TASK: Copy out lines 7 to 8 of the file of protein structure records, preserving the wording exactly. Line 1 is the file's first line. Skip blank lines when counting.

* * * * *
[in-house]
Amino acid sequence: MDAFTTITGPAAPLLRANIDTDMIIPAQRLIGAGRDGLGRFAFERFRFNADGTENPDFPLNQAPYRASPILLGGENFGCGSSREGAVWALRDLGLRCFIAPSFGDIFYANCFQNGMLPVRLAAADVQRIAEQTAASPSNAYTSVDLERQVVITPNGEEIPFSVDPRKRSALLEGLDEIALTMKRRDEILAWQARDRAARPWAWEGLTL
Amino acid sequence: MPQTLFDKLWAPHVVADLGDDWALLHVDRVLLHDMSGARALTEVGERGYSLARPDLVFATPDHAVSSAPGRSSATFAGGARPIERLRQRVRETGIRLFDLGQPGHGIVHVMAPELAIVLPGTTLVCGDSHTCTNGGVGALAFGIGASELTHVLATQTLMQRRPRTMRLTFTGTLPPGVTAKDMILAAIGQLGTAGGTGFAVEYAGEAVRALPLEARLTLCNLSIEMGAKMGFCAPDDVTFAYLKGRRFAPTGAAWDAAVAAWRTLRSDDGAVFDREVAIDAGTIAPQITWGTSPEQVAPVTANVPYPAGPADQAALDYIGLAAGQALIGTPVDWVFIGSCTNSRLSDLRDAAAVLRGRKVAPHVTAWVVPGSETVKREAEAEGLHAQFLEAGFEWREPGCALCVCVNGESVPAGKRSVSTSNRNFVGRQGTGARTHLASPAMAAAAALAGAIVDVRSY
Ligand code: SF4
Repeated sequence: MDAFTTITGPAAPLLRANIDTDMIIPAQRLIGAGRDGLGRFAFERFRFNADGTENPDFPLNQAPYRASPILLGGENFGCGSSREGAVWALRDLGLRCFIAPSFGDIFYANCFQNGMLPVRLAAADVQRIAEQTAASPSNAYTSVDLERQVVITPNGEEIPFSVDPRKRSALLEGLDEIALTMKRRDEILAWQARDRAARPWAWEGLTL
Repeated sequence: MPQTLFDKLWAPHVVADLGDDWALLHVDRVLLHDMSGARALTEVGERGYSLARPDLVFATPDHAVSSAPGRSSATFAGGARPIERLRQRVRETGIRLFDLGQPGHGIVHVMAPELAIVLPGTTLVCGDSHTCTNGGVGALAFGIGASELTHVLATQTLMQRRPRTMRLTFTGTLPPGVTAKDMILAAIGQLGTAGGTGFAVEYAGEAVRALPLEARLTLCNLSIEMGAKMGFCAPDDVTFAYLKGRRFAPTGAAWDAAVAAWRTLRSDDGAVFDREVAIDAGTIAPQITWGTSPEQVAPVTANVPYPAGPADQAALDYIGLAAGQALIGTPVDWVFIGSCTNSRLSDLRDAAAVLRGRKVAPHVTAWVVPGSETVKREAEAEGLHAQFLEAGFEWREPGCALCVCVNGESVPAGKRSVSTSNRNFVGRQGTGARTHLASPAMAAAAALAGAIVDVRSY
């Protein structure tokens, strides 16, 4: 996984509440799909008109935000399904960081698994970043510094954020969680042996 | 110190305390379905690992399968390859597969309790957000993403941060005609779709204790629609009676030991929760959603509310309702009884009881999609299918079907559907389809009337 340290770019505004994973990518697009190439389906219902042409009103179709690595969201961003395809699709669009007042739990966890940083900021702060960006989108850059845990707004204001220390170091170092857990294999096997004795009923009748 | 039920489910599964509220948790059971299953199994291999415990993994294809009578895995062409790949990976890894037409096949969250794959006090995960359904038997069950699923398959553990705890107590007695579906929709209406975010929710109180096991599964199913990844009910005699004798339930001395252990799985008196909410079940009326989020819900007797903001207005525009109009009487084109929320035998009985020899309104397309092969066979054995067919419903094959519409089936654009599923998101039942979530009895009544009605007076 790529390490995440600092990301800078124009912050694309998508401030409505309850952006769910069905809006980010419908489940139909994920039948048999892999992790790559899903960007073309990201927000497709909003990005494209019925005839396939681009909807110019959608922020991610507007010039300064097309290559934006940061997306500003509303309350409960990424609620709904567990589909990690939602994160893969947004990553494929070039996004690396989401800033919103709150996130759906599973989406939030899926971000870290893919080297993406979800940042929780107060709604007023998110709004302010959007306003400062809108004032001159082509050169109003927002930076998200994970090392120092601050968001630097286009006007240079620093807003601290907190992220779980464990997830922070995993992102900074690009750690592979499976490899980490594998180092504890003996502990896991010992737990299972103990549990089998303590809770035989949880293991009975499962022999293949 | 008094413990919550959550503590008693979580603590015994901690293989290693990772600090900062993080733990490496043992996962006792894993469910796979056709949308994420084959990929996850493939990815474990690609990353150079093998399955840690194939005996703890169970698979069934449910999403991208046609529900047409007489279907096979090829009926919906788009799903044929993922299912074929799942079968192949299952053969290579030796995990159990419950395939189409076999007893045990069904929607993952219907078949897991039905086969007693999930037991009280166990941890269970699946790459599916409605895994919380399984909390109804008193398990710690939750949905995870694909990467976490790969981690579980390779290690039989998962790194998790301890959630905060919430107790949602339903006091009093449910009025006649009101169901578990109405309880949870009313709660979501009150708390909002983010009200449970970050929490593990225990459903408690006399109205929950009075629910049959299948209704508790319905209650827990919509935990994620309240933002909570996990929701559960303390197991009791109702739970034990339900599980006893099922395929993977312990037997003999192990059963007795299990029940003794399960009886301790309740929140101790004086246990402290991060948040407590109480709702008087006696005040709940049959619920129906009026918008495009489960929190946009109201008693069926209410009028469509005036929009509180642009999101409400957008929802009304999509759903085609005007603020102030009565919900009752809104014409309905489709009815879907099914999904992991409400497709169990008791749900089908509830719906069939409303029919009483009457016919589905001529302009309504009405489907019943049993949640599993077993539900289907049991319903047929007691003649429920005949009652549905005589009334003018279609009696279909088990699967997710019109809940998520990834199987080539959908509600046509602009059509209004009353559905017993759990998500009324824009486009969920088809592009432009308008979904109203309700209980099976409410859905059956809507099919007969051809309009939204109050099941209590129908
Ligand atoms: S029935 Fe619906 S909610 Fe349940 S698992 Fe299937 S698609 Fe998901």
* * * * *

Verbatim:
């Protein structure tokens, strides 16, 4: 996984509440799909008109935000399904960081698994970043510094954020969680042996 | 110190305390379905690992399968390859597969309790957000993403941060005609779709204790629609009676030991929760959603509310309702009884009881999609299918079907559907389809009337 340290770019505004994973990518697009190439389906219902042409009103179709690595969201961003395809699709669009007042739990966890940083900021702060960006989108850059845990707004204001220390170091170092857990294999096997004795009923009748 | 039920489910599964509220948790059971299953199994291999415990993994294809009578895995062409790949990976890894037409096949969250794959006090995960359904038997069950699923398959553990705890107590007695579906929709209406975010929710109180096991599964199913990844009910005699004798339930001395252990799985008196909410079940009326989020819900007797903001207005525009109009009487084109929320035998009985020899309104397309092969066979054995067919419903094959519409089936654009599923998101039942979530009895009544009605007076 790529390490995440600092990301800078124009912050694309998508401030409505309850952006769910069905809006980010419908489940139909994920039948048999892999992790790559899903960007073309990201927000497709909003990005494209019925005839396939681009909807110019959608922020991610507007010039300064097309290559934006940061997306500003509303309350409960990424609620709904567990589909990690939602994160893969947004990553494929070039996004690396989401800033919103709150996130759906599973989406939030899926971000870290893919080297993406979800940042929780107060709604007023998110709004302010959007306003400062809108004032001159082509050169109003927002930076998200994970090392120092601050968001630097286009006007240079620093807003601290907190992220779980464990997830922070995993992102900074690009750690592979499976490899980490594998180092504890003996502990896991010992737990299972103990549990089998303590809770035989949880293991009975499962022999293949 | 008094413990919550959550503590008693979580603590015994901690293989290693990772600090900062993080733990490496043992996962006792894993469910796979056709949308994420084959990929996850493939990815474990690609990353150079093998399955840690194939005996703890169970698979069934449910999403991208046609529900047409007489279907096979090829009926919906788009799903044929993922299912074929799942079968192949299952053969290579030796995990159990419950395939189409076999007893045990069904929607993952219907078949897991039905086969007693999930037991009280166990941890269970699946790459599916409605895994919380399984909390109804008193398990710690939750949905995870694909990467976490790969981690579980390779290690039989998962790194998790301890959630905060919430107790949602339903006091009093449910009025006649009101169901578990109405309880949870009313709660979501009150708390909002983010009200449970970050929490593990225990459903408690006399109205929950009075629910049959299948209704508790319905209650827990919509935990994620309240933002909570996990929701559960303390197991009791109702739970034990339900599980006893099922395929993977312990037997003999192990059963007795299990029940003794399960009886301790309740929140101790004086246990402290991060948040407590109480709702008087006696005040709940049959619920129906009026918008495009489960929190946009109201008693069926209410009028469509005036929009509180642009999101409400957008929802009304999509759903085609005007603020102030009565919900009752809104014409309905489709009815879907099914999904992991409400497709169990008791749900089908509830719906069939409303029919009483009457016919589905001529302009309504009405489907019943049993949640599993077993539900289907049991319903047929007691003649429920005949009652549905005589009334003018279609009696279909088990699967997710019109809940998520990834199987080539959908509600046509602009059509209004009353559905017993759990998500009324824009486009969920088809592009432009308008979904109203309700209980099976409410859905059956809507099919007969051809309009939204109050099941209590129908
Ligand atoms: S029935 Fe619906 S909610 Fe349940 S698992 Fe299937 S698609 Fe998901």